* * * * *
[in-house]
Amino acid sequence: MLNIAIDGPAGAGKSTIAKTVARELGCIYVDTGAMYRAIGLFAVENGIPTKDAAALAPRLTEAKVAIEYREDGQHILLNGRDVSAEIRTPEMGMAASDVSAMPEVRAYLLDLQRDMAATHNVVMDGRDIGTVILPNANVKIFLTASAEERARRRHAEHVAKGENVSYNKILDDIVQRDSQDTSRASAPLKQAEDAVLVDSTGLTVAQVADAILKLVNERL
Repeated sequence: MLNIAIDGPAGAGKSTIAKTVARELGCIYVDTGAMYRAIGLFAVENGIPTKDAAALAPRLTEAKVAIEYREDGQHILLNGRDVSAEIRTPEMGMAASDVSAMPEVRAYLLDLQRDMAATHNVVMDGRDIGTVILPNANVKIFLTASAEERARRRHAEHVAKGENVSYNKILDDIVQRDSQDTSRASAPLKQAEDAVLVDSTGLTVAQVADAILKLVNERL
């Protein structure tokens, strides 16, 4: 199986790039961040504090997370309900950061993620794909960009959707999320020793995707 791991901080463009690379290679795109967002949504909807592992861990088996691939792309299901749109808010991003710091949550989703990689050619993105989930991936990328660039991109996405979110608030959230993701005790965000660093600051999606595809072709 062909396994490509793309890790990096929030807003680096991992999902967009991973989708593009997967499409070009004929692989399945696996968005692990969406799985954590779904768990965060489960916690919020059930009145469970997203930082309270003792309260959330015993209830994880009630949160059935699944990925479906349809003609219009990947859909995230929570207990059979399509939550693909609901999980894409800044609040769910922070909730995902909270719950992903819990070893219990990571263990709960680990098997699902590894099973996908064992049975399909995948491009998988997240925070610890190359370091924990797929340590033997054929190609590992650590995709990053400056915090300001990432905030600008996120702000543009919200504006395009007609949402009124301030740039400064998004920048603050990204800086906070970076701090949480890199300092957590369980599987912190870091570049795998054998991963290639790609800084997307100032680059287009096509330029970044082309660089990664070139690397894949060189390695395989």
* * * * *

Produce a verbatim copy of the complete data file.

[in-house]
Amino acid sequence: MLNIAIDGPAGAGKSTIAKTVARELGCIYVDTGAMYRAIGLFAVENGIPTKDAAALAPRLTEAKVAIEYREDGQHILLNGRDVSAEIRTPEMGMAASDVSAMPEVRAYLLDLQRDMAATHNVVMDGRDIGTVILPNANVKIFLTASAEERARRRHAEHVAKGENVSYNKILDDIVQRDSQDTSRASAPLKQAEDAVLVDSTGLTVAQVADAILKLVNERL
Repeated sequence: MLNIAIDGPAGAGKSTIAKTVARELGCIYVDTGAMYRAIGLFAVENGIPTKDAAALAPRLTEAKVAIEYREDGQHILLNGRDVSAEIRTPEMGMAASDVSAMPEVRAYLLDLQRDMAATHNVVMDGRDIGTVILPNANVKIFLTASAEERARRRHAEHVAKGENVSYNKILDDIVQRDSQDTSRASAPLKQAEDAVLVDSTGLTVAQVADAILKLVNERL
């Protein structure tokens, strides 16, 4: 199986790039961040504090997370309900950061993620794909960009959707999320020793995707 791991901080463009690379290679795109967002949504909807592992861990088996691939792309299901749109808010991003710091949550989703990689050619993105989930991936990328660039991109996405979110608030959230993701005790965000660093600051999606595809072709 062909396994490509793309890790990096929030807003680096991992999902967009991973989708593009997967499409070009004929692989399945696996968005692990969406799985954590779904768990965060489960916690919020059930009145469970997203930082309270003792309260959330015993209830994880009630949160059935699944990925479906349809003609219009990947859909995230929570207990059979399509939550693909609901999980894409800044609040769910922070909730995902909270719950992903819990070893219990990571263990709960680990098997699902590894099973996908064992049975399909995948491009998988997240925070610890190359370091924990797929340590033997054929190609590992650590995709990053400056915090300001990432905030600008996120702000543009919200504006395009007609949402009124301030740039400064998004920048603050990204800086906070970076701090949480890199300092957590369980599987912190870091570049795998054998991963290639790609800084997307100032680059287009096509330029970044082309660089990664070139690397894949060189390695395989």